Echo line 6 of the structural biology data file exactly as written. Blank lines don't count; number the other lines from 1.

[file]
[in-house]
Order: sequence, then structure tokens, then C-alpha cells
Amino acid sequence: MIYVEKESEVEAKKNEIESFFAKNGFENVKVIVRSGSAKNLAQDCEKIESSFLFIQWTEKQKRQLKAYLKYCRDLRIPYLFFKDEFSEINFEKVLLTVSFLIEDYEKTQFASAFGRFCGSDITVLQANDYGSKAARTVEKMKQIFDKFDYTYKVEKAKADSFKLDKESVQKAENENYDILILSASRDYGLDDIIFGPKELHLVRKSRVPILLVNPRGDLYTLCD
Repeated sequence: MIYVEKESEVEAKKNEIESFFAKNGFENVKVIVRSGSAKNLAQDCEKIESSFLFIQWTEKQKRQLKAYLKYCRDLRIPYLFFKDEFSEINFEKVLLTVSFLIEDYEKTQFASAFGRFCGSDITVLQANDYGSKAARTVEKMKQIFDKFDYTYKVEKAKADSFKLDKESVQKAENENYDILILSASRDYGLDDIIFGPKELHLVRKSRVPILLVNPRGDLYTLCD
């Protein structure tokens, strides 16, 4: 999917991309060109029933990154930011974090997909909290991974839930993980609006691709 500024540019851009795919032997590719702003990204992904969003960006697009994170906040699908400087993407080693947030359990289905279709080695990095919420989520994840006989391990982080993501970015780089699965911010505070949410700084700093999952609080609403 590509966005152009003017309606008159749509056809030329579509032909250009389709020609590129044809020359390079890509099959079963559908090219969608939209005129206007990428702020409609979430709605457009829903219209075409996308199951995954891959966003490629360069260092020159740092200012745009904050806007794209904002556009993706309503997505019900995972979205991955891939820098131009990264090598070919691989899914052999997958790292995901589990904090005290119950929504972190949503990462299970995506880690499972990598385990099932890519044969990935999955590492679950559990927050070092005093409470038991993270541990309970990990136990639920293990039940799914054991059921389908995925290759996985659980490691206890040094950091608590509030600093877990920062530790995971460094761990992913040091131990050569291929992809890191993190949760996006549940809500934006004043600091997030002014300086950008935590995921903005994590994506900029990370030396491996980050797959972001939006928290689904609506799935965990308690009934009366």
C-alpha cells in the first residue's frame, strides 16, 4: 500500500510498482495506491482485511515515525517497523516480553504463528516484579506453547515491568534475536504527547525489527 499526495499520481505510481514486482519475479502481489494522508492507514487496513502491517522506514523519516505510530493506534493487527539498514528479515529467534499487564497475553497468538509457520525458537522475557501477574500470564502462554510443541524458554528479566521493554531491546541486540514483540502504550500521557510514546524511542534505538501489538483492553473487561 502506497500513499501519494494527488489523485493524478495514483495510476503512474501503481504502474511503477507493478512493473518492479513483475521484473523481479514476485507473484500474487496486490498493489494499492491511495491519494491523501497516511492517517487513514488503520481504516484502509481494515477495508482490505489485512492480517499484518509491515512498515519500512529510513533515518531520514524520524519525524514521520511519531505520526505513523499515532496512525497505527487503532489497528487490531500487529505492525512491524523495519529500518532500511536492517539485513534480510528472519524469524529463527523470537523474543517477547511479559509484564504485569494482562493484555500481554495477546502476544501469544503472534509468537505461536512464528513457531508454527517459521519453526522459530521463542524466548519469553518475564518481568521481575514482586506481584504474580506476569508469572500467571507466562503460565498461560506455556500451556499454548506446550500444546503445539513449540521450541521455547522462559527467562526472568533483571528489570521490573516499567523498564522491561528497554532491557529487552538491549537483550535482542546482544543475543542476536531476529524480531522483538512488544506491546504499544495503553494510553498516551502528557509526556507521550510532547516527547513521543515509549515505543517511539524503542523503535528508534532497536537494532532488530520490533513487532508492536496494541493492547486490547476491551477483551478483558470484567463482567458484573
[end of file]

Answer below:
C-alpha cells in the first residue's frame, strides 16, 4: 500500500510498482495506491482485511515515525517497523516480553504463528516484579506453547515491568534475536504527547525489527 499526495499520481505510481514486482519475479502481489494522508492507514487496513502491517522506514523519516505510530493506534493487527539498514528479515529467534499487564497475553497468538509457520525458537522475557501477574500470564502462554510443541524458554528479566521493554531491546541486540514483540502504550500521557510514546524511542534505538501489538483492553473487561 502506497500513499501519494494527488489523485493524478495514483495510476503512474501503481504502474511503477507493478512493473518492479513483475521484473523481479514476485507473484500474487496486490498493489494499492491511495491519494491523501497516511492517517487513514488503520481504516484502509481494515477495508482490505489485512492480517499484518509491515512498515519500512529510513533515518531520514524520524519525524514521520511519531505520526505513523499515532496512525497505527487503532489497528487490531500487529505492525512491524523495519529500518532500511536492517539485513534480510528472519524469524529463527523470537523474543517477547511479559509484564504485569494482562493484555500481554495477546502476544501469544503472534509468537505461536512464528513457531508454527517459521519453526522459530521463542524466548519469553518475564518481568521481575514482586506481584504474580506476569508469572500467571507466562503460565498461560506455556500451556499454548506446550500444546503445539513449540521450541521455547522462559527467562526472568533483571528489570521490573516499567523498564522491561528497554532491557529487552538491549537483550535482542546482544543475543542476536531476529524480531522483538512488544506491546504499544495503553494510553498516551502528557509526556507521550510532547516527547513521543515509549515505543517511539524503542523503535528508534532497536537494532532488530520490533513487532508492536496494541493492547486490547476491551477483551478483558470484567463482567458484573